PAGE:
Despite the effects of Superstorm Sandy, Metro-North Railroad's New Haven Line provided a record 38.8 million customer trips in 2012, driven by ridership growth in non-commutation, intermediate and trips to and from stations from Stamford to New Haven.
Ridership on the line grew about 1.5 percent from last year's record-breaking 38.2 million rides in 2011, according to Metro-North.
Overall, the railroad's three lines provided 83 million rides, its second best year ever, enough to defend its claim as the nation's busiest commuter railroad from the Long Island Railroad, which provided 81.7 million rides in 2012.
Metro-North's highest overall ridership total was 83.6 million in 2008, and it provided 82 million rides in 2011, according to Bob MacLagger, Metro-North's vice president of planning.
MacLagger said until the aftermath of Sandy, the railroad was on target to break its all-time ridership record, but lost a total of about 1.8 million rides in November and December, first due to a service disruption and then for a more prolonged period due to storm-ravaged offices in lower Manhattan remaining unoccupied.
"The numbers we had are despite the impact of Hurricane Sandy," MacLagger said. "That's the biggest weather event ever, and we've never had a weather event that was still causing ridership losses two months after the event."
MacLagger credited the continued rally of New York City's economy, the on-time performance of trains, and the addition of more than 200 new trains a week in October for enabling higher weekend and non-commutation ridership across Metro-North's New Haven, Hudson and Harlem lines.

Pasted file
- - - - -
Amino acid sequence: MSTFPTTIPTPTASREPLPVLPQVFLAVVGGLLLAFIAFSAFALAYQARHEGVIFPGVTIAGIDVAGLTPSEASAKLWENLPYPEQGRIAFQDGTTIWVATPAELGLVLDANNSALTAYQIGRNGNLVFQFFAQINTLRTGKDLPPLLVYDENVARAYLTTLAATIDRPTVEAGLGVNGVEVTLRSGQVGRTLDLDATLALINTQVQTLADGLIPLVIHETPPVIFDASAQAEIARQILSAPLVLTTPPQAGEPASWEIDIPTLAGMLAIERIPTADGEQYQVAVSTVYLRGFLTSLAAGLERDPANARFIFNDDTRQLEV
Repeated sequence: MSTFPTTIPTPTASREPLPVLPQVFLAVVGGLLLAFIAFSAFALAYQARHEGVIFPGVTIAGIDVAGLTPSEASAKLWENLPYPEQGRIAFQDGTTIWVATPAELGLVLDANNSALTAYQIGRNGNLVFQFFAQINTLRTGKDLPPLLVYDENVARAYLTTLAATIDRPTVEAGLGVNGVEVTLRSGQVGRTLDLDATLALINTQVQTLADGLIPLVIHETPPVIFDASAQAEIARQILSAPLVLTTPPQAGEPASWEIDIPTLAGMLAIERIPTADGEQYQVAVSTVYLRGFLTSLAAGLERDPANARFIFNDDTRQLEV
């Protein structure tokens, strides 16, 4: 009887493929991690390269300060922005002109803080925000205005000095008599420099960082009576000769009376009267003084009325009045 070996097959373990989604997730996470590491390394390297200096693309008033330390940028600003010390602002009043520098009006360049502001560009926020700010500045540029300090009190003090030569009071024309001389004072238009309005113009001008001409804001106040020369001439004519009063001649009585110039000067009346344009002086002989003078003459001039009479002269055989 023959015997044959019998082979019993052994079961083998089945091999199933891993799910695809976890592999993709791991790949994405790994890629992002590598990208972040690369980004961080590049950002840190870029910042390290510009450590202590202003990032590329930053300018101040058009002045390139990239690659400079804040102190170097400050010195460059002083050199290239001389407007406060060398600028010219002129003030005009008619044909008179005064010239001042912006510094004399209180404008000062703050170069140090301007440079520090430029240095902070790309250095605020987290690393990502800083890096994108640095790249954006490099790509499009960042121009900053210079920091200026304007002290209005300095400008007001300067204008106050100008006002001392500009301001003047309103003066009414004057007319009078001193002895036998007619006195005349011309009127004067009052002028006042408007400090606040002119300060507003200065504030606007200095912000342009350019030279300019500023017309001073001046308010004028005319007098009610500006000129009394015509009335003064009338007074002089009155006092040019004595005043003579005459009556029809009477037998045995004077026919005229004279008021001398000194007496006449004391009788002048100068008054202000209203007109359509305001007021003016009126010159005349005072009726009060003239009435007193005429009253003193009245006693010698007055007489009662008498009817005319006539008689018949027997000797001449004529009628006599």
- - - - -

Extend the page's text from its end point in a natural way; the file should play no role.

Metro-North is also planning to add another 151 trains weekly across all three lines beginning in April.
"We expect the addition of service in April to spur more growth," MacLagger said.
Prior to Superstorm Sandy, Long Island Railroad had posted 13 consecutive months of ridership growth until November when ridership declined 17.7 percent due to the impact of the storm, according to the railroad.
The railroad's 81.7 million rides was a less than 1 percent gain on its 81 million rides in 2011.
The losses were partially offset by gains on the LIRR's Brooklyn Line since the September opening of the Barclays Center, which averaged 3,300 passengers per event, according to ridership reports.
Jim Cameron, chairman of the Connecticut Rail Commuter Council, a state-appointed watchdog group that advocates on behalf of commuters, said the continued strength of weekend and non-commuter trips is encouraging news for the economy.
The continued arrival of the New Haven Line's new M-8 cars has probably also prompted more people to use the railroad to travel, he said.
Cameron said he hopes continued growth in ridership and fuller cars would reduce the likelihood the railroad or the state would propose additional fare increases.
The railroad also needs to remain vigilant to respond to persistent crowded conditions when they occur on off-peak and weekend trains and add cars when warranted, he said.
"I'm concerned that the increased ridership has led to serious crowding problems again on weekend trains," Cameron said. "I also hope that means less pressure for a fare increase if they are carrying more passengers on the same set of equipment and have higher revenue."